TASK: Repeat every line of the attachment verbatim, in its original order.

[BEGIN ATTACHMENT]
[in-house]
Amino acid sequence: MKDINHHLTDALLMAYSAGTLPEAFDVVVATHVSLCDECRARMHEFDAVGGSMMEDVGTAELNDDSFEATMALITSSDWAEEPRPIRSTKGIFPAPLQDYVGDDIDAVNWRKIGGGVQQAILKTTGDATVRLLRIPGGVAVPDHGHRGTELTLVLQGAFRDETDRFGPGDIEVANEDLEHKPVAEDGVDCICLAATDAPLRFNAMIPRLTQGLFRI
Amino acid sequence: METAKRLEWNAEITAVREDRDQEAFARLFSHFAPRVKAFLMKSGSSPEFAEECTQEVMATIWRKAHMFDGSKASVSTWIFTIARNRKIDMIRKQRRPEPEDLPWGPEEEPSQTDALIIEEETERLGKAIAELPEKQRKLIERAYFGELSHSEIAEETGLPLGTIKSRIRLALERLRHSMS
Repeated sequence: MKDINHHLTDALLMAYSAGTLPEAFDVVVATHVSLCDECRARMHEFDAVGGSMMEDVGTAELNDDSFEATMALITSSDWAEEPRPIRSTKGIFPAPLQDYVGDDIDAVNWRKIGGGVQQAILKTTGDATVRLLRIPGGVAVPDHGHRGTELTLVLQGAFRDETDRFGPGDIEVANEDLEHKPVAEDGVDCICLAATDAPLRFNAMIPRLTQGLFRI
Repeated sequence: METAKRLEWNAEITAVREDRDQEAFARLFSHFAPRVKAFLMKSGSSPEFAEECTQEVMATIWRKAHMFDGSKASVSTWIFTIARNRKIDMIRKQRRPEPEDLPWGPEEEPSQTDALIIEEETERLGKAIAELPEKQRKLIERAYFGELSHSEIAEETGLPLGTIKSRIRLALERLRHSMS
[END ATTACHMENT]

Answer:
[in-house]
Amino acid sequence: MKDINHHLTDALLMAYSAGTLPEAFDVVVATHVSLCDECRARMHEFDAVGGSMMEDVGTAELNDDSFEATMALITSSDWAEEPRPIRSTKGIFPAPLQDYVGDDIDAVNWRKIGGGVQQAILKTTGDATVRLLRIPGGVAVPDHGHRGTELTLVLQGAFRDETDRFGPGDIEVANEDLEHKPVAEDGVDCICLAATDAPLRFNAMIPRLTQGLFRI
Amino acid sequence: METAKRLEWNAEITAVREDRDQEAFARLFSHFAPRVKAFLMKSGSSPEFAEECTQEVMATIWRKAHMFDGSKASVSTWIFTIARNRKIDMIRKQRRPEPEDLPWGPEEEPSQTDALIIEEETERLGKAIAELPEKQRKLIERAYFGELSHSEIAEETGLPLGTIKSRIRLALERLRHSMS
Repeated sequence: MKDINHHLTDALLMAYSAGTLPEAFDVVVATHVSLCDECRARMHEFDAVGGSMMEDVGTAELNDDSFEATMALITSSDWAEEPRPIRSTKGIFPAPLQDYVGDDIDAVNWRKIGGGVQQAILKTTGDATVRLLRIPGGVAVPDHGHRGTELTLVLQGAFRDETDRFGPGDIEVANEDLEHKPVAEDGVDCICLAATDAPLRFNAMIPRLTQGLFRI
Repeated sequence: METAKRLEWNAEITAVREDRDQEAFARLFSHFAPRVKAFLMKSGSSPEFAEECTQEVMATIWRKAHMFDGSKASVSTWIFTIARNRKIDMIRKQRRPEPEDLPWGPEEEPSQTDALIIEEETERLGKAIAELPEKQRKLIERAYFGELSHSEIAEETGLPLGTIKSRIRLALERLRHSMS